"Road movies" may be associated primarily with American film -- from The Grapes of Wrath to Easy Rider -- but the Brazilian director Walter Salles is growing into a master of the genre. In films like Central Station (1989), The Motorcycle Diaries (2004) and now On the Road, he poetically portrays characters in the process of self-discovery as they move through evocative landscapes. Indeed, one of the most anticipated titles at this year's Cannes Film Festival has been On the Road, based on the groundbreaking book of 1957 by Jack Kerouac that became a classic of the "Beat Generation." It received an enthusiastic reception Wednesday night.
During an interview at the Cannes Film Festival, Salles talked to me about the movie's long gestation process: "I first read the book when I was 18," he recalled. "We were undergoing the effects of the military dictatorship of the mid-1970s in Brazil. The inherent freedom of the book's characters, the way that they took those journeys in search of themselves -- of the last American frontier, and of themselves -- and the way they explored sex or drugs as instruments to expand their understanding of the world, these were the exact reverse angle of what we were allowed to live in Brazil at that time."
Much like his young Che Guevara protagonist in The Motorcycle Diaries (played by Gael Garcia Bernal), the characters based on Kerouac, Neal Cassady, and Allen Ginsberg are not yet icons: "They have more doubts than certitudes," Salles said. "They are searching, experimenting, to find a critical conscience, which will lead to a voice. From 1946 - 51, you have the first stammers to articulate that voice. On the Road precedes the birth of the Beat Generation."
Kerouac, famous for typing on a continuous roll of taped-together paper rather than individual pages, hit the road himself from the late 1940s through the '50s, and used the journeys as raw material for his cross-country novel. The names were changed: he became Sal Paradise (who is played by Sam Riley); Neil Cassady was called Dean Moriarty (Garrett Hedlund in the film), and Cassady's wife LuAnne -- who married him at the age of 15 -- became Marylou.
She is played with a sweet sexiness by Kristen Stewart, who continues to impress -- even beyond the blockbuster Twilight series -- in films such as Into the Wild and The Yellow Handkerchief. At a party (in Le Baron nightclub, which is part of the Cannes Casino) after the screening, she said that working with Salles was "amazing." When I asked about the pulsating scene of her dancing wildly with Dean, she called it "intense" because -- even though there were only four takes -- "we had to do the entire dance each time."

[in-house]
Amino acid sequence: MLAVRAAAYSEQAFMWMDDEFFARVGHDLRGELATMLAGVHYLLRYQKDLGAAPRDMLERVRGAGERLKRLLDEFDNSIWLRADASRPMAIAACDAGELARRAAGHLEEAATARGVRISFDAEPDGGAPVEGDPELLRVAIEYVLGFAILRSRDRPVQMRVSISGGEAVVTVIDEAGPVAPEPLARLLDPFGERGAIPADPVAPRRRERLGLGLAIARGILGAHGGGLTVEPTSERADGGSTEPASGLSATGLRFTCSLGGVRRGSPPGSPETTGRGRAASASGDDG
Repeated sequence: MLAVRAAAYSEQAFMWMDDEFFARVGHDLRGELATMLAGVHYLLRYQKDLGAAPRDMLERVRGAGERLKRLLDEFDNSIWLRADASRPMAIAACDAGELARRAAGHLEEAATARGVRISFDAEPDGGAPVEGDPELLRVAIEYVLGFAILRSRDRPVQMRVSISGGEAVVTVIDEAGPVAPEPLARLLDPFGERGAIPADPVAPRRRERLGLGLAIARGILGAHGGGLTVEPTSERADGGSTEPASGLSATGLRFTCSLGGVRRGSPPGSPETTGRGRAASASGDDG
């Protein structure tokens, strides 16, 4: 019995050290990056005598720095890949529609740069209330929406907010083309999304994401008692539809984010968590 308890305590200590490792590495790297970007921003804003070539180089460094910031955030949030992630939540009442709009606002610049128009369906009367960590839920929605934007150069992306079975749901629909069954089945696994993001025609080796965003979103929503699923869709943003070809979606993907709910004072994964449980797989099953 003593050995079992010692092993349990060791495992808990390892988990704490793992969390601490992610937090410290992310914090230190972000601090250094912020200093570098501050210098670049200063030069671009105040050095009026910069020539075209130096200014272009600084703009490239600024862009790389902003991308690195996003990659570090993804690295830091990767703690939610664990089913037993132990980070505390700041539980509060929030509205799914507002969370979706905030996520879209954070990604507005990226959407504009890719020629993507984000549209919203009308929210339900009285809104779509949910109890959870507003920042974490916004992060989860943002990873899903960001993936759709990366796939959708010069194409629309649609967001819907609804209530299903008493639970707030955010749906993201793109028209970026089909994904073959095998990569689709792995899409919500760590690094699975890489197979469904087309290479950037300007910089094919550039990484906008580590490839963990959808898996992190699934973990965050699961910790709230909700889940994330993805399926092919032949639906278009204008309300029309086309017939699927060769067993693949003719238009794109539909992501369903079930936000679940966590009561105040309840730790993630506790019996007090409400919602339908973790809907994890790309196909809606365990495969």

Intensity characterizes every step of the process that led to On the Road. Salles acknowledged in Cannes that he felt unprepared to take on the challenge of this inherently American fiction film when it was offered to him in 2004 by American Zoetrope. (Executive producer Francis Ford Coppola had been developing the project since 1978. Among the actors whose names were announced over the years are Marlon Brando, Johnny Depp and Brad Pitt.)
Salles therefore proposed making a documentary first, entitled Searching for On the Road, and he then created a "Beatnik Boot Camp" for his actors and crew. "I retraced for several years the journeys described in the book, to meet the characters who were still alive, and to talk to the poets of this generation who have a point in common," he said in fluent English. (Salles is a polyglot who speaks perfect French and Spanish in addition to Portuguese.)
Viewers of On the Road may take freedom for granted, but he stressed the stifling climate of the early 1950s: "These were the McCarthy years: the culture of fear was starting to spread. To strive for a different future at this time was extremely difficult." The very form of Kerouac's book is impressionistic rather than classically constructed, which fed into the structure of the adaptation. Salles' screenwriter is once again Jose Rivera, who was nominated for an Oscar for his Motorcycle Diaries script.
The director evocatively described Kerouac's black manual typewriter as "an extension of his own body, like a jazz instrument would be the extension of a sax player. This explains the jazz-infused melody in the book -- and the culture of the spontaneous in the book -- all linked to his profound interest in jazz as a unique art form that he discovered in 1941. He somehow anticipated how it would inform different types of artistic domains that would come a bit later, like the paintings of Jackson Pollock, the Living Theater, the new journalism of the Village Voice, Jules Feiffer's comic strips, or the stand-up comedy of Lenny Bruce."
The film's introspective Sal and boisterous Dean seem to need wheels, weed and women (in that order). While they may strike some viewers as self-indulgent, irresponsible hedonists, Salles stressed their poignancy as well: "Yes, it's sex, drugs and be-bop, but also the pain that comes with broken friendships, lost fathers, and the incapacity to be fathers themselves. There's a gravity to the book that you don't catch the first time. We tried to infuse the film with this abandonment, loss, and pain."
Annette Insdorf, Director of Undergraduate Film Studies at Columbia University, is the author of PHILIP KAUFMAN.